How Anti-Doping is Governed
Clean Sport is the ambition of many different sports and government agencies across the world. The aim for all agencies involved in anti-doping is to educate, deter, detect and prosecute people involved in doping, to keep sport clean.
Anti-doping is regulated globally by the World Anti-Doping Agency (WADA), jointly funded by the sports movement and governments.
Athletes are at the centre of the work undertaken by several organisations to ensure clean competition at every level. These include UK Anti-Doping, WADA, your International Federation, the International Olympic Committee (IOC), the International Paralympic Committee (IPC) and national Olympic and Paralympic Committees.
Athletes, especially those competing internationally, should take interest in the global clean sport movement and understand fully which anti-doping organisation has jurisdiction over them at any given time.
The facts - who’s who in clean sport?
The World Anti-Doping Agency (WADA): Globally, anti-doping is governed by WADA, whose mission is to ‘lead a collaborative worldwide movement for doping-free sport’. The World Anti-Doping Code seeks to harmonise the rules, policies and regulations regarding anti-doping across all sports and all countries so that it is fair for all.
The Role of UK Anti-Doping (UKAD): In the UK, anti-doping is governed by UKAD, working to protect the right of athletes to participate in clean sport. It is responsible for overseeing the management and implementation of the UK’s National Anti-Doping Policy and ensures that sports bodies in the UK comply with the Policy and World Anti-Doping Code.
UNESCO, Council of Europe and governments: Both UNESCO and the Council of Europe have anti-doping conventions. These instruments are ratified by governments across the world, committing them to specific anti-doping responsibilities, such as sharing of intelligence across public agencies, national legislation, and that a National Anti-Doping Organisations exists.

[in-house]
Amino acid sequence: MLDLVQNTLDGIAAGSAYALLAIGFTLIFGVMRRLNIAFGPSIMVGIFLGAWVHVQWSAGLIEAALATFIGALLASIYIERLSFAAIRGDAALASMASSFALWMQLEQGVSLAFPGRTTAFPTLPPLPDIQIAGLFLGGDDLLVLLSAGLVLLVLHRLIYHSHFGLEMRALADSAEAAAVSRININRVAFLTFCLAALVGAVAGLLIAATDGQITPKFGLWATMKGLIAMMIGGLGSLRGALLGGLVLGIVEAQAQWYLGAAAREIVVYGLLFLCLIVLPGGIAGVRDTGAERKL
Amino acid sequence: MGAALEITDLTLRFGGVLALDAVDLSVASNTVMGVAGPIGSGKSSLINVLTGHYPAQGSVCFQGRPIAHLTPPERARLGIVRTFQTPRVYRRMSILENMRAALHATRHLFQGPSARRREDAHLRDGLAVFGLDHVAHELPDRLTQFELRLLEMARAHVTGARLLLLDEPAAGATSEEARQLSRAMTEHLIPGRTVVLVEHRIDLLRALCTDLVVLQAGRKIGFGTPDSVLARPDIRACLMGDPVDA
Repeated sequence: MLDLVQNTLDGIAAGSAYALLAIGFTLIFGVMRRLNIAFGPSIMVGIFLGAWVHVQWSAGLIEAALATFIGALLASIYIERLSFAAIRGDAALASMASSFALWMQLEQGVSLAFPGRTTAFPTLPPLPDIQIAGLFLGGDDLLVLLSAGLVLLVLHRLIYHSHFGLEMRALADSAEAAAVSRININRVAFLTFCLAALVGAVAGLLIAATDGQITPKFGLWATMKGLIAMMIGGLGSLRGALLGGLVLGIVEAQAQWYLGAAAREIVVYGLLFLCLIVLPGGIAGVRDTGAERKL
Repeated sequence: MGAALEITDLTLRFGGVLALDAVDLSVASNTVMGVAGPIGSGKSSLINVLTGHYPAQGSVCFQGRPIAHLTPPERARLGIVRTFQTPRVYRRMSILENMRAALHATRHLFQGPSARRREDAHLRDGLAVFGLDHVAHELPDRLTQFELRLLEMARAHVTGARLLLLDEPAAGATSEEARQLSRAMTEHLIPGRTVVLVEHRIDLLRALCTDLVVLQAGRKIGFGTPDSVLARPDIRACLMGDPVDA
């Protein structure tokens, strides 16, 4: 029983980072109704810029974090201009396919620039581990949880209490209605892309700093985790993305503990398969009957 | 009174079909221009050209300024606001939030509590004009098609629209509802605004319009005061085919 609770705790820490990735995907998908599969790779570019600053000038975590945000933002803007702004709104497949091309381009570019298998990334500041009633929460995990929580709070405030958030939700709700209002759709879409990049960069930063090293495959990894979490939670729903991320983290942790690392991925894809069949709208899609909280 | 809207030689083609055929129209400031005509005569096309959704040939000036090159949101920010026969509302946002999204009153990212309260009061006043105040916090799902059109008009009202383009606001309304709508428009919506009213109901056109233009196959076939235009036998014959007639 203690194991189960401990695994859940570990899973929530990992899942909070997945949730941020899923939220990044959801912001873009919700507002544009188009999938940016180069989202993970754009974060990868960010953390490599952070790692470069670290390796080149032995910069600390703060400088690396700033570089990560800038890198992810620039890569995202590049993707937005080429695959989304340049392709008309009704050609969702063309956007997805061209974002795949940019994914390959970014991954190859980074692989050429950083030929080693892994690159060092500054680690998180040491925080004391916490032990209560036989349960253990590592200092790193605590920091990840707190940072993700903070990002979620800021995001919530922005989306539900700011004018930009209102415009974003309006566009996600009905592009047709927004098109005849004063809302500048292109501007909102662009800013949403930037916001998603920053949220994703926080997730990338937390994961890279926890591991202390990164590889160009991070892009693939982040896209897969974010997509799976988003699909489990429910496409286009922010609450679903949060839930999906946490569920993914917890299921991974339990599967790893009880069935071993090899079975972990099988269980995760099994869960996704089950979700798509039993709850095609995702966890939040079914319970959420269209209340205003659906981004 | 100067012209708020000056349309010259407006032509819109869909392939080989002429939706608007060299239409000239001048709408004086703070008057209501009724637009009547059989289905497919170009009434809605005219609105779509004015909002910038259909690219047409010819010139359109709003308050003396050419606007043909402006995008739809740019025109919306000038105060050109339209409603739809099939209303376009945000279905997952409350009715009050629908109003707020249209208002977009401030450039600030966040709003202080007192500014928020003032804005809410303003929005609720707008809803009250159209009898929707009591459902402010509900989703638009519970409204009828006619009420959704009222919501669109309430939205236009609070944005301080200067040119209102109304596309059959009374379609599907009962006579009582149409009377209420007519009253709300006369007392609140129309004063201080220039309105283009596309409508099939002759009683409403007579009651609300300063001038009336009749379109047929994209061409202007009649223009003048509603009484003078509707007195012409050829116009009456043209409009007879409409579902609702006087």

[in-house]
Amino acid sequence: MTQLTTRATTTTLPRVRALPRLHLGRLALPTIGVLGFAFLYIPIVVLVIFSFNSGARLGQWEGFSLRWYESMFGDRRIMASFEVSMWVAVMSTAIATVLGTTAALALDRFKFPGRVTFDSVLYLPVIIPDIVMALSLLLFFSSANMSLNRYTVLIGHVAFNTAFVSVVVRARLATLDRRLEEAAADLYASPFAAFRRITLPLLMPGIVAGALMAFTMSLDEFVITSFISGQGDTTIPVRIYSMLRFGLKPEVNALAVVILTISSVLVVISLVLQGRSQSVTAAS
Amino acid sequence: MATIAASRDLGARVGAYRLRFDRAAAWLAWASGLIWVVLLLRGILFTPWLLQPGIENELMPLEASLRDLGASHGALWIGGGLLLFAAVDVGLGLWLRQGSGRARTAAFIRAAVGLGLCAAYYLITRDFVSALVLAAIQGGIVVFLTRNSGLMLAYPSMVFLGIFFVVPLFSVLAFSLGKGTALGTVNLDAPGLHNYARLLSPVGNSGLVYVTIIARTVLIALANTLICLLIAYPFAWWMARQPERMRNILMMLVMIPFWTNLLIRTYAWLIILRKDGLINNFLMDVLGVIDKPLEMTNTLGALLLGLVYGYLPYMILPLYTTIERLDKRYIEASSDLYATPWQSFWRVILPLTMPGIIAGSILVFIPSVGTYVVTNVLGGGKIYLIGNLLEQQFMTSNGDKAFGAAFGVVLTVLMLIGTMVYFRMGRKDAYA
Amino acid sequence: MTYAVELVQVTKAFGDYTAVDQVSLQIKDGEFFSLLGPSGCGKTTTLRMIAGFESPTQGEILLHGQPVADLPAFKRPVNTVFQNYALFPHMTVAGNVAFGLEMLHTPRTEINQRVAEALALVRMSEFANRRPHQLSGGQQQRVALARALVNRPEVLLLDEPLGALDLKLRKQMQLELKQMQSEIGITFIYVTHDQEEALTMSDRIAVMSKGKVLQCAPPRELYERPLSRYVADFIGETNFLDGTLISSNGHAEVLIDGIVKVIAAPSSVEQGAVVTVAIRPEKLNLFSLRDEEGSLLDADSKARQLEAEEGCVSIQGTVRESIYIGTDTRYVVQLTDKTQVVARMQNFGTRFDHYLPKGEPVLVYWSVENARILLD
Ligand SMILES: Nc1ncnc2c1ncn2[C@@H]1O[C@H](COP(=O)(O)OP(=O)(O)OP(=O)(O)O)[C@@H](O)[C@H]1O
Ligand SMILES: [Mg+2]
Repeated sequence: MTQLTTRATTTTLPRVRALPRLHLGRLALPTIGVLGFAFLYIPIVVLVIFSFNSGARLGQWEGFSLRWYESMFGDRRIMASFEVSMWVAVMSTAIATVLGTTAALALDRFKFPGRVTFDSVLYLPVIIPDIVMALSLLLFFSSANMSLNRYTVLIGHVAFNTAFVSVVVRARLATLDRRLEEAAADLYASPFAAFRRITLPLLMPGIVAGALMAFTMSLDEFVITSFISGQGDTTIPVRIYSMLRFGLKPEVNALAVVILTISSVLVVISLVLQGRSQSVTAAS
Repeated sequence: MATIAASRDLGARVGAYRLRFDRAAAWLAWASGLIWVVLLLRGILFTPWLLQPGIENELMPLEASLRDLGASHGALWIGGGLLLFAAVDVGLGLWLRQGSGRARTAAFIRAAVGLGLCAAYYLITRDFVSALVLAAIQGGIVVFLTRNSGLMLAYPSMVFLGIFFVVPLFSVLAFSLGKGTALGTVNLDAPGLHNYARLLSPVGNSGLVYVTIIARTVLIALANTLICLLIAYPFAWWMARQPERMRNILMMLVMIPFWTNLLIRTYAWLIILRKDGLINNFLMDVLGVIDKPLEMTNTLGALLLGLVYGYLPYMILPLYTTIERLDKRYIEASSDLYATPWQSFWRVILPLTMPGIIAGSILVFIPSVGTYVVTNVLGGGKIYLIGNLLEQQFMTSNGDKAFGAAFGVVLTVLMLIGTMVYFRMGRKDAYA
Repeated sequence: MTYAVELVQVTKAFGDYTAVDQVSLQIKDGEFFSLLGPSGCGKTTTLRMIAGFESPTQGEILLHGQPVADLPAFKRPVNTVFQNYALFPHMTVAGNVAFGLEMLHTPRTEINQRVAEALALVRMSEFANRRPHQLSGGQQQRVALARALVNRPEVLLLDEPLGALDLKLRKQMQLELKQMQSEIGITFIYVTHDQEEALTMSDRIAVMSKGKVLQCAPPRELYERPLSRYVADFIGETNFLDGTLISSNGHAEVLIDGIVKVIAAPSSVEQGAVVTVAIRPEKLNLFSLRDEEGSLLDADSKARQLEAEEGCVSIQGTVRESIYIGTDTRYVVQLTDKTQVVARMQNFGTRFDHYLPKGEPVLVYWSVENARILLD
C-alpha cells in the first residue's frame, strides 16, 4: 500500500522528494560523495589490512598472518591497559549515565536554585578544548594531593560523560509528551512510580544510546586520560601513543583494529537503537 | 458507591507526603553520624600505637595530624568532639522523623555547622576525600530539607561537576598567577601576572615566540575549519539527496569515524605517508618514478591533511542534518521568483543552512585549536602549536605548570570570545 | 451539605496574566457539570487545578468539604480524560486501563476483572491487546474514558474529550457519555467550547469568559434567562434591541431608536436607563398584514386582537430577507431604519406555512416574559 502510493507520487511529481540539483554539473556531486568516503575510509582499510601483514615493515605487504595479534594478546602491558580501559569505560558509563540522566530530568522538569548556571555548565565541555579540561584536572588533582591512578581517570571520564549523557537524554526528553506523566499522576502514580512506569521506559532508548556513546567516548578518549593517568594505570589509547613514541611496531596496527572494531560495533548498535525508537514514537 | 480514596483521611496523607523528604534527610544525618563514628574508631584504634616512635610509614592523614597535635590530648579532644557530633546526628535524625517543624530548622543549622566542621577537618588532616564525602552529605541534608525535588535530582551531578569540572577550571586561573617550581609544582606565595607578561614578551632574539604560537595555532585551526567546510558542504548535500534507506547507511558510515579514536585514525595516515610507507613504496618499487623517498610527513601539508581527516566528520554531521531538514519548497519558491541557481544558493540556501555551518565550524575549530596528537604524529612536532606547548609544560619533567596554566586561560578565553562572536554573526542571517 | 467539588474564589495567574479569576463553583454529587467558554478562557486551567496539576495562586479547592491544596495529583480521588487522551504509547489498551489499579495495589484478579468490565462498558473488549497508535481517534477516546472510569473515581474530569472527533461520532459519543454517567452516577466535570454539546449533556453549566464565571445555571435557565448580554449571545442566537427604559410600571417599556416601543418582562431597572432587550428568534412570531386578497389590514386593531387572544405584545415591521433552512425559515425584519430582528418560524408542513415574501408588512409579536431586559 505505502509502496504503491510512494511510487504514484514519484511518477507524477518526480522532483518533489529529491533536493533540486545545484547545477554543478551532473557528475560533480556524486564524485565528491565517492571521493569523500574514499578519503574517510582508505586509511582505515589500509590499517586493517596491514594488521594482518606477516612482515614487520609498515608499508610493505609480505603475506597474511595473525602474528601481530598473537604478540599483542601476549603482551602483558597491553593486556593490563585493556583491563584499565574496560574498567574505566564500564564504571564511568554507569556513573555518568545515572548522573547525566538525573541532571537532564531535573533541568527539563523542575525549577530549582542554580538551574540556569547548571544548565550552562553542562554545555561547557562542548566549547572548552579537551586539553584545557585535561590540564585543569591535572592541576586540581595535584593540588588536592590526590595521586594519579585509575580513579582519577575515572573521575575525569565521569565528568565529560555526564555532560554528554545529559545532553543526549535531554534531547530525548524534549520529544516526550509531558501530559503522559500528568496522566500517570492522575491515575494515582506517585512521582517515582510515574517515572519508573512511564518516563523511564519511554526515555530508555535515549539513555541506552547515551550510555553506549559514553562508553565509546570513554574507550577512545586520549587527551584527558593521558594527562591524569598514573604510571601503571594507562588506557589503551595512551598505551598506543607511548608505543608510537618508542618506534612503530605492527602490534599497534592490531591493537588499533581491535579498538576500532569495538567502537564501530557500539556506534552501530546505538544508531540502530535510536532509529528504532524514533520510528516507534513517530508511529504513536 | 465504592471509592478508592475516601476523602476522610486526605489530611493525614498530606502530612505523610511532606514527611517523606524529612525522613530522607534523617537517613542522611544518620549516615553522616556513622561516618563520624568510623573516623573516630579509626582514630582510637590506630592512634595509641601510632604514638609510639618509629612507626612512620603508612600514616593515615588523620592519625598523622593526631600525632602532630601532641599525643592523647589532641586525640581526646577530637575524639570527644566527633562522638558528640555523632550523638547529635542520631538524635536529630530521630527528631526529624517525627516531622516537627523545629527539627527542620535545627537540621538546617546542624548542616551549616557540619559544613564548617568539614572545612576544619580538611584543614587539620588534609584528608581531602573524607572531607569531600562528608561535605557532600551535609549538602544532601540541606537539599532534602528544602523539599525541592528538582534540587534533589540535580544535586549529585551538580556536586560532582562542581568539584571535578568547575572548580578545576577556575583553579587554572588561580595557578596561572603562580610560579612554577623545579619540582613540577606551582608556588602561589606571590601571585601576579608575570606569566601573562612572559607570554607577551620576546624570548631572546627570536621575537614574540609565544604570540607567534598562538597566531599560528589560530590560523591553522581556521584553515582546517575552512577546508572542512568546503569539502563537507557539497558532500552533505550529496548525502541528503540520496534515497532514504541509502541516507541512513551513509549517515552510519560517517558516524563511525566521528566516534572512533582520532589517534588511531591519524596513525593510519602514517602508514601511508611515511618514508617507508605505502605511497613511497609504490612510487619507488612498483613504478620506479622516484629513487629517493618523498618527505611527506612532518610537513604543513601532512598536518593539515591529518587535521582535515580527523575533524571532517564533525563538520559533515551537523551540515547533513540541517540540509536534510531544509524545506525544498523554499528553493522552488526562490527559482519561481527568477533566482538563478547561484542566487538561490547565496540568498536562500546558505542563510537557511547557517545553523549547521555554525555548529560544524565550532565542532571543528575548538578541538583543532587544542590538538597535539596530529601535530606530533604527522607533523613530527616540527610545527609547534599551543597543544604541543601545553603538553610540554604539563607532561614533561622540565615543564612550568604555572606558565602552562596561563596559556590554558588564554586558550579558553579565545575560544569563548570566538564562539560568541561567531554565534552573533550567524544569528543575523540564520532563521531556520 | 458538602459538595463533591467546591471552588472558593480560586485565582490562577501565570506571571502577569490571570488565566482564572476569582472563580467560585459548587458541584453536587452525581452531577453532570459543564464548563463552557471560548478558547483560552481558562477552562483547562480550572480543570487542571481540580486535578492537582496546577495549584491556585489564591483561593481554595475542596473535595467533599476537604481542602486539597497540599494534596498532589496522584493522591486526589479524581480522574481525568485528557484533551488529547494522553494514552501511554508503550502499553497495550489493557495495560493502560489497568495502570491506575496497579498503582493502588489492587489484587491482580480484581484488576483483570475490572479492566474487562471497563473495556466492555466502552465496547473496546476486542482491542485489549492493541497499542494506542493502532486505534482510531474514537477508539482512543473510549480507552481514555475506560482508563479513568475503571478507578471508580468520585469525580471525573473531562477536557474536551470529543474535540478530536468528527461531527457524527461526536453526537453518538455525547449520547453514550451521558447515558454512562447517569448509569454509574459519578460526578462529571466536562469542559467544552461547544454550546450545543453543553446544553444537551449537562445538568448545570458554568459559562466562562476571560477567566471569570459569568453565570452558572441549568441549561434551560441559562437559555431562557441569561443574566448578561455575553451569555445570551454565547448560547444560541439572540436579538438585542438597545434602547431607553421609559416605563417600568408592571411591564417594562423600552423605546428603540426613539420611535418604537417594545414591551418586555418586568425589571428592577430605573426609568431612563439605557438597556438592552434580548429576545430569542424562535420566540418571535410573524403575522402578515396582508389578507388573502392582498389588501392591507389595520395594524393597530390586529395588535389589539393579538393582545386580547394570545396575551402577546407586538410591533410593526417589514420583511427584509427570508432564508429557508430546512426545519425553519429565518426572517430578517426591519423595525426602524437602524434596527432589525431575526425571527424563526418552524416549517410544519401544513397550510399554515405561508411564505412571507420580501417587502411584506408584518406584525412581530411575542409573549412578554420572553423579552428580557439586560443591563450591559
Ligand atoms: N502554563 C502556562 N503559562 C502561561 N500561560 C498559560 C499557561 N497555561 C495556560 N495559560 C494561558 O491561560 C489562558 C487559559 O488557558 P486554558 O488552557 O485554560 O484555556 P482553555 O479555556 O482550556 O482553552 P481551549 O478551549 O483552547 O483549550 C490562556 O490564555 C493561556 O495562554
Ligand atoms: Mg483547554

International Federations (IFs): IFs are required by the World Anti-Doping Code to undertake anti-doping activities. These include conducting testing both in- and out-of-competition, providing education programmes and sanctioning those who commit Anti-Doping Rule Violations.
International Olympic and Paralympic Committee, Commonwealth Games Federation (IOC, IPC, CGF): The IOC and IPC are responsible under the Code for all the anti-doping functions during the Olympic and Paralympic Games, respectively. This includes managing the testing programme and sanctioning those who commit Anti-Doping Rule Violations at the Games.
National Olympic and Paralympic Committees (NOC, NPC), National Commonwealth Games Agencies (CGAs): NOCs, NPCs and CGAs are also required to implement the Code. In the UK, this is the British Olympic Association and the British Paralympic Association. To support their anti-doping responsibilities and collaboration with UKAD, there is a UK Clean Games Policy that ensure athletes and athlete support personnel are educated prior to attending a Major Games.
What that means for you
The World Anti-Doping Code provides the framework for harmonising anti-doping policies, rules and regulations globally. Published by WADA, a revised Code came into effect on 1 January 2015. A revised Code is currently in development and will come into effect on 1st January 2021.
The Code is underpinned by six International Standards for how anti-doping programmes should be implemented:
- The Prohibited List
- The International Standard for Testing
- The International Standard for Laboratories
- The International Standard for Therapeutic Use Exemptions (TUEs)
- The International Standard for the Protection of Privacy and Personal Information
- The International Standard for Code Compliance by Signatories
Two new International Standards are currently being developed and consulted on with stakeholders for approval at the World Conference on Doping in November 2019:
- The International Standard for Education
- The International Standard for Results Management
What you should do
- Take an interest in the global work of agencies helping to protect clean sport
- Follow UKAD and WADA on twitter to stay up to date on the latest news
- Find out more about the work of UKAD’s Athlete Committee
- Consider working with your NGB to help them educate and inform athletes on their rights and responsibilities as they relate to anti-doping